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its employees. both wells fargo and fifth third are raiding their minimum wages to $15 an hour fifth third is also handing over bonuses to more than 13,000 employees and despite my phone cynicism, it's hard to argue with any of this because it's all good for the country. >> let's just leave it at that. >> shall we just leave it at that >> mike allen did say there could be some coordinated effort with the administration trying to get this out because they wanted to get better pr. >> that i did look into. >> the coordinated effort? >> the coordinated effort. my initial cynicism was that the white house had literally tried to -- >> like a shakedown. >> no, not a shakedown, but in the same way that remember br d broadcom, they said we're going do this, we'd love you to put out a press release. that i'm not so sure about i think this turned into not a shaming situation but i think certain people took the lead on this and certain people have
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different motives to take the lead for different pieces of this and others decided that they wanted too do it, too. >> not a bad thing. >> and if you're a recipient of it, even better and if you're part of the economy, even better so we'll do it like that. >> it's funny when corporations do exhibit almost human nature do you remember -- i don't want to get back to 9/11. but do you remember companies started pledging after 9/11, ge came right out of -- i mean within hours pledging or after hurricanes and -- >> i put this in a completely different category >> why this is good, too, though. this is helping employees. >> but i think there was a true sense of -- >> i'm not saying that -- i know that but i'm just saying that the shaming aspect of it is that, wow, everybody else is doing it, we better do that. you want to take that cynical view point, it happens, companies will eventually -- one person is doing it, maybe they feel like they should do it, too. it gives them the idea to do it,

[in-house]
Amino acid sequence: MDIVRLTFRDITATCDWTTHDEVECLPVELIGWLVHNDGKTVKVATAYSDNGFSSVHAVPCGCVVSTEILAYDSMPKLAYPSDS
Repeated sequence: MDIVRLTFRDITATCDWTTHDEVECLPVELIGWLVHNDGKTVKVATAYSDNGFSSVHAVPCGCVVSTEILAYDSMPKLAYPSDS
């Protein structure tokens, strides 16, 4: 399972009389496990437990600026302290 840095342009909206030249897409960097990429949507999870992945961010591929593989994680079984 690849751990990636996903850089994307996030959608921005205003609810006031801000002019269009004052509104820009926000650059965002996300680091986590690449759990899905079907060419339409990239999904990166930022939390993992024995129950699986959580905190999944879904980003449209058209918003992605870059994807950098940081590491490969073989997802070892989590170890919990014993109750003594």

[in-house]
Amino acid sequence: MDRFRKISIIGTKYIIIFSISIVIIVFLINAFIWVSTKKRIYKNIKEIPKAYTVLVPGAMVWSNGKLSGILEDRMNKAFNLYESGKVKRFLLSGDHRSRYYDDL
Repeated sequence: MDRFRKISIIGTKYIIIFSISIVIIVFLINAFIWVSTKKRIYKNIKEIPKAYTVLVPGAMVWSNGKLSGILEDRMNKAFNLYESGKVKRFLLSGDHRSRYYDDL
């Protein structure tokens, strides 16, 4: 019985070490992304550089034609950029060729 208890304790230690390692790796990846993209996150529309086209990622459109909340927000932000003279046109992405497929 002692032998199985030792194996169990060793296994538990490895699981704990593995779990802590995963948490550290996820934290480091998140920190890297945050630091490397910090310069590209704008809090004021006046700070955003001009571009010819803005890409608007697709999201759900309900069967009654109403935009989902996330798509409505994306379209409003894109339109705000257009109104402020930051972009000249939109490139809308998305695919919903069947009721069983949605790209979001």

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maybe. >> right but i would also say not to continue this, in each case there's something going on -- >> you think at&t it's the justice department probe >> your wells fargo waiting to find out whether you're going to get a penalty. fifth third there's banking regulations that are going to affect them. >> i can't believe -- how do you connect -- >> boeing -- >> comcast is involved with boeing what's comcast's reason? >> comcast's issue is different and i probably know too much about that so we'll leave that there. >> you know stuff you're not telling us >> no, i'm just saying -- let's get to some people. >> digging, digging, digging. >> i'm not digging you're putting me in a place i don't want to be. >> that's what i mean. for more on the tax bill, kayla joins with us more. >> good morning, andrew. republicans don't have much time to savor the passage of tax reform because they have to move